The third week in January is national Teen Cancer Awareness Week, a time to shine light on the unique medical, emotional and psychosocial needs of teens with cancer. But one organization focuses on these concerns year-round: Teen Cancer America (TCA).
The third week in January is national Teen Cancer Awareness Week, a time to shine light on the unique medical, emotional and psychosocial needs of teens with cancer. But one organization focuses on these concerns year-round: Teen Cancer America (TCA). TCA promotes the message that teens going through cancer deserve their own space, medical teams, treatment and research.
Bridging a Gap in Medical Care
Sandwiched between children and adults, adolescents are often a neglected class in medical treatment.
Research shows that over the last 30 years, some cancers that affect adolescents and young adults (AYAs) have not shown significant improvements in outcomes, while progress has been made in pediatric and adult cancers. There have not been as many clinical trials accepting AYAs as there are for adults and children, so research progresses more slowly. Research on rare cancers that affect teenagers is also lacking.
TCA aims to help bridge this gap by bringing together physicians and other health care professionals, working locally with individual cancer centers, and with partners worldwide.
Supporting Needs of AYAs
AYAs have emotional and psychosocial needs that are unique to their age group. Young people with cancer struggle to manage their conditions at the same time as they are developing their identity and sense of self.
Cancer can be isolating, and when it happens at a time in life when socialization is crucial for development, it can have a devastating effect on an individual’s growth. Teens often feel isolated from their peers, as they spend long hours in hospitals for treatment. They also feel like they don’t belong in either the pediatric environment, where there are cartoon characters on the walls of their hospital units, or in the relatively cold adult hospital wards.
Building specialized, age appropriate facilities, creating dedicated multidisciplinary teams, and providing age-focused treatments and support, are important goals of the TCA, said Executive Director Simon Davies. Teen units are vibrant environments with computers, games and lounge areas that encourage socialization.
“We engage young people in the design of their own facilities and programs at a hospital level,” said Davies. “It is something that we support at all of the hospitals that we work with to achieve. As Roger Daltrey says frequently, ‘There is no better therapy for a teenager than another teenager.’ They know best how they want to be treated and that is our mantra when we work with our hospital partners in designing facilities and programs.”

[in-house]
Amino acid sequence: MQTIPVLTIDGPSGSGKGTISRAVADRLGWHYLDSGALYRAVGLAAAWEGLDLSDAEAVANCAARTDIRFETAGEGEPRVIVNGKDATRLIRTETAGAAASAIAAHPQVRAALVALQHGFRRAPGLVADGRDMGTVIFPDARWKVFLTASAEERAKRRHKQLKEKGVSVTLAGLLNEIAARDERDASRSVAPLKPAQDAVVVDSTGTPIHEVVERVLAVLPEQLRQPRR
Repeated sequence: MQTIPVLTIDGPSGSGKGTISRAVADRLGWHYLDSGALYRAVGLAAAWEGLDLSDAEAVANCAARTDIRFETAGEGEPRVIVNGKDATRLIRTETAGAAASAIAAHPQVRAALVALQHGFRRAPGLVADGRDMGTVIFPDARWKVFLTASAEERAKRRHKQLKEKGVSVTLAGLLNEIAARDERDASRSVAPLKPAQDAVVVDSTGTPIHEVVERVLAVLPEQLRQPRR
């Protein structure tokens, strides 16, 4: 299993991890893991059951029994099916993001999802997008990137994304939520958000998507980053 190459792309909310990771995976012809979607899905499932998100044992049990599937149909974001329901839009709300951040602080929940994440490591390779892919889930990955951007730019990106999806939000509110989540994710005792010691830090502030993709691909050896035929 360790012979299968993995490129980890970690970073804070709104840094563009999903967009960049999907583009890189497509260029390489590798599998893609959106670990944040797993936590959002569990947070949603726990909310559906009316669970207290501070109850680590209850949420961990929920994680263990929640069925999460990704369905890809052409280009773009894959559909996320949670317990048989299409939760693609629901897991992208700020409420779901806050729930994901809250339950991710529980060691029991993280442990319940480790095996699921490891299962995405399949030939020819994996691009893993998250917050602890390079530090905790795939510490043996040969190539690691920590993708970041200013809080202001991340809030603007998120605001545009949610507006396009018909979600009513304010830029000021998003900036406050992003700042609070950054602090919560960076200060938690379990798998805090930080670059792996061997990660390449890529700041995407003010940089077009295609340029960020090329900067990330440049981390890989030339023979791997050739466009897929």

Why quote legendary rocker Roger Daltrey, from The Who? Daltrey is one of the founders of Teen Cancer America.
In the early 1990s, Roger Daltrey and Pete Townshend of The Who became patrons of Teenage Cancer Trust, a pioneer advocacy organization for AYAs in the UK, as a way to give back to the teenage generation that made them so successful. Since then, the organization has been working to help create adolescent treatment centers within hospitals, with multidisciplinary staff that is dedicated to supporting the needs of AYAs.
Teenage Cancer Trust helped establish standards for AYA care in the UK. The patrons then turned their attention to the United States, where there is still much room for progress in this area.
To date, TCA has helped develop facilities and/or programs in the following institutions:
Simon Davies, previously executive director of Teenage Cancer Trust, now leads Teen Cancer America in similar efforts, drawing on his UK experience as a foundation, and reaching out to global partners for collaboration and education.
Global Collaboration in the AYA Space
In December 2017, TCA hosted the second global Adolescent and Young Adult Cancer Congress, along with Teenage Cancer Trust, UK and CanTeen Australia, in Atlanta, Georgia, to promote global advances in AYA cancer treatment and service. Four hundred delegates attended from 125 hospitals in 23 countries, representing 20 professional oncology disciplines — including scientists, doctors, nurses and other allied health professionals.
“The speakers were world class and the breadth of material ranged from advocacy in the digital age to the latest advances in genetic predisposition,” said Davies.
“A special highlight for me was an international panel of young survivors who were interviewed by celebrity TV journalist Charissa Thompson about their experiences of the health system and how it could be improved to help young people,” said Davies. “Their impact on the audience was profound."
Davies went on to say that the most important outcome of this meeting has been the strengthening of the AYA professional community. “There was such a strong appetite for change to ensure that the needs of young people are given a much greater focus in health delivery,” he said. “In America that means systemic changes in pediatric and adult oncology to ensure improved experience, outcomes and survival for a group that has been traditionally marginalized. This is a movement for change and Congress has provided a launch pad for us to embed the Teen Cancer America philosophy and models within in the U.S. Health System."
Next year, the Third Global Adolescent and Young Adult Cancer Congress will be held December 4th - 6th 2018 in Sydney, Australia. For more information on that meeting, e-mail email@example.com.